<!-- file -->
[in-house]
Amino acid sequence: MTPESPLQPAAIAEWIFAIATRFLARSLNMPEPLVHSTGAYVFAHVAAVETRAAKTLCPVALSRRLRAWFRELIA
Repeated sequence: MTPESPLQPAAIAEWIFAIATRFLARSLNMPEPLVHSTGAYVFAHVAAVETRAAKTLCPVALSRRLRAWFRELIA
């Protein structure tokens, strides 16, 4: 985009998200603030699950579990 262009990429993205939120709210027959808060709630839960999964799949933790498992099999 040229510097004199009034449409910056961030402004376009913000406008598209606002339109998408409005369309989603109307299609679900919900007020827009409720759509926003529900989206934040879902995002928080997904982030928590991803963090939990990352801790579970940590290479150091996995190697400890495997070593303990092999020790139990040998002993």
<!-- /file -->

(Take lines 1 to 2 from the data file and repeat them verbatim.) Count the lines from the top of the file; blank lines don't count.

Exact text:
[in-house]
Amino acid sequence: MTPESPLQPAAIAEWIFAIATRFLARSLNMPEPLVHSTGAYVFAHVAAVETRAAKTLCPVALSRRLRAWFRELIA